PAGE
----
In December 1955, Abdulaziz Ibn Saud was the first Saudi King to visit independent India. He stayed in India for 16 days. During this stay the King visited several major cities of India like Banaras, Lucknow, Hyderabad, and New Delhi, etc. Even before independence King King Abdulaziz Ibn Saud had special regards for India. During the Great Bengal Famine in 1942, he made a personal donation of 10,000 pound sterling to the Bengal Relief Fund. In 1956, the Indian Prime Minister, Pt. Jawaharlal Nehru, paid a counter visit to Riyadh, where he addressed a large crowd gathered in a stadium. The cheering crowds called him Rasool-al-Salam (Messenger of Peace) for his active role in promoting peace and stability in the developing third world countries. After a gap of 27 years, in 1982 the Indian Prime Minister Ms. Indira Gandhi visited Riyadh, which further boosted the bilateral relation of the two countries. The outcomes of the three high level visits that took place over period of three decades were positive and deep. Despite the estrangements of the Cold War; India’s silence over the Russian occupations of Afghanistan; and Pakistan’s provocations to snap ties with India, Riyadh and New Delhi continued with their relations.

After India’s independence, both the countries realised the importance of each other and established formal relations in 1947. In 1948, India opened its first diplomatic Consulate in Jeddah, which was converted into Consulate General; in 1957 India opened full-fledged Embassy in Saudi Arabia and in 1985 it was shifted to Riyadh. Prime Minister, Dr. Manmohan Singh addressed at the Majlis Al Shura, in Riyadh, Saudi Arabia. Another dimension in the bilateral relationship of the two countries was added when Saudi Arabia along with other hydrocarbons rich Gulf countries witnessed the first oil boom (1973-74) and received massive oil revenue. This provoked the Saudi rulers to embark upon massive construction project. However, at that time the kingdom was neither having enough labour force nor expertise to carry forward the desired construction projects. Consequently, once again a synergy on labour issues between India and Saudi Arabia emerged and India emerged as one the largest labour sending countries to the Kingdom.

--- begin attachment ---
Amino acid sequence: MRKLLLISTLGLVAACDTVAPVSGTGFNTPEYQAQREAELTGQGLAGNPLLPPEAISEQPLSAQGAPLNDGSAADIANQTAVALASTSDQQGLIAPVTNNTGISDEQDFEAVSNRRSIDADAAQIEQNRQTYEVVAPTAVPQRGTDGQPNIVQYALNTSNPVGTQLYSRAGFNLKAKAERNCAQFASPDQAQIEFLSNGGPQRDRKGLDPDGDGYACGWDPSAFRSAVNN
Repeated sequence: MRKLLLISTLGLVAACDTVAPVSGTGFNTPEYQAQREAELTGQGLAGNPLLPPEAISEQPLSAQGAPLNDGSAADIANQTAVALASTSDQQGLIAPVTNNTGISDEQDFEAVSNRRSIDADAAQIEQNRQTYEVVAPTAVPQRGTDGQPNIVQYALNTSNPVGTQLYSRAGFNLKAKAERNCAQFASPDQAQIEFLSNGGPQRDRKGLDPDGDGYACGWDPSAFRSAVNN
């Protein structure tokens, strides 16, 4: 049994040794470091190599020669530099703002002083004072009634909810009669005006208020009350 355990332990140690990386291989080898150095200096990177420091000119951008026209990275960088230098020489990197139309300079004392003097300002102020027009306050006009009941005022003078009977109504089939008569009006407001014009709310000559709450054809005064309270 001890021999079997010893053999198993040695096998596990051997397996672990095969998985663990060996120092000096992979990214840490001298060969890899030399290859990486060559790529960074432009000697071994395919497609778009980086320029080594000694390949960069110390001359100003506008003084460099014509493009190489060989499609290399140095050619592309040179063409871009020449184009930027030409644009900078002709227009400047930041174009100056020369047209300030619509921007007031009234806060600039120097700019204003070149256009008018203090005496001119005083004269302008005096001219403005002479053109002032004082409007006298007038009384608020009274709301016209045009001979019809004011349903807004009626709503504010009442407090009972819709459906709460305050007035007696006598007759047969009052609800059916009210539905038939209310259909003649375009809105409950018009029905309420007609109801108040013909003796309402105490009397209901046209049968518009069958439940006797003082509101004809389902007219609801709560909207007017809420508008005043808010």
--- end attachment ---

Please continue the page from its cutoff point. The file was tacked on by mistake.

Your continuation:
At present more than 3 million Indians are working in KSA and remitting approximately 6 to 8 billion dollar annually. Indeed, energy, economy and migration were the key components that sustained the ups and downs of the bilateral relations of Riyadh and New Delhi; and after the end of the Cold War, these components played key role in catalysing and forging a special tie between the two capitals. At the end of Cold War, both, New Delhi and Riyadh adopted new economic policies to adjust with the globalising world. Riyadh emphasised on the look east policy and aimed at targeting the emerging big and population economies of the East and India held a paramount position.

Interestingly, Saudi Arabia’s oilfields are located in the east of the country, where the Shi’a citizens are in the majority. As Saudi Arabia sees it, Iran has been under international sanctions for some time now, leaving its economy in a state of disrepair. Its oil infrastructure is collapsing and Tehran is becoming increasingly dependent upon the few countries permitted to purchase its oil. If Riyadh could, therefore, reduce the number of countries buying Iranian oil, it would effectively further undermine Iran’s economy. India is one of those countries permitted to buy oil from Iran, albeit in reduced quantities; hence Riyadh’s attempts to sell more oil to India and, concurrently, enhance its ties with New Delhi. Essentially then, Riyadh is trying to shore up its diminishing energy market, but simultaneously seeks to counter Iran’s regional influence. It is merely repeating what it did during the oil crisis of the early 1970s: using oil as a strategic weapon to achieve its goals.

India’s relations with the Kingdom of Saudi Arabia are significant from two main angles: First, bilateral; and second, regional and global role of Riyadh and its wider implications. At bilateral level, India and Saudi Arabia enjoy a wide array of engagements, including energy, trade, migration, defence and security, culture and religious interactions. Besides bilateral, Riyadh and New Delhi now also share regional and global concerns. The relations between the two countries span millennia. Both the countries were engaged in active maritime trade; because of the knowledge of monsoon the Arab traders were mediating between the Indian and the European traders; they had monopolised the spice trade, supplying peppers, cinnamon, turmeric, ginger, cardamom, etc from India to the outside market; their early settlements in India were at the Malabar Coast, which still exist with many vestiges of Arab culture. During the medieval period, the relations between the two countries were very close and intimate; the contemporary Indian rulers supported the Sheriff of Mecca in many ways, besides assisting large number of Indians to perform annual Haj and Urma and added considerable income to the people of Hejaz.

The region was peaceful under the US security umbrella. But now it is one of the most volatile and unstable in the world, whereas India’s stakes in the region has grown over the period. India needs to be a partner in the region. For this, its relations with Saudi Arabia accounts great significance. New Delhi should increase its engagement with Riyadh, particularly in stabilising the region. India needs an active Gulf policy and Riyadh can play a key role; Riyadh and New Delhi should focus on promoting cultural diplomacy and bring the people of the two countries closer; MoU’s between ICWA and major Saudi Think tank should be signed and research work should be streamlined between the two countries.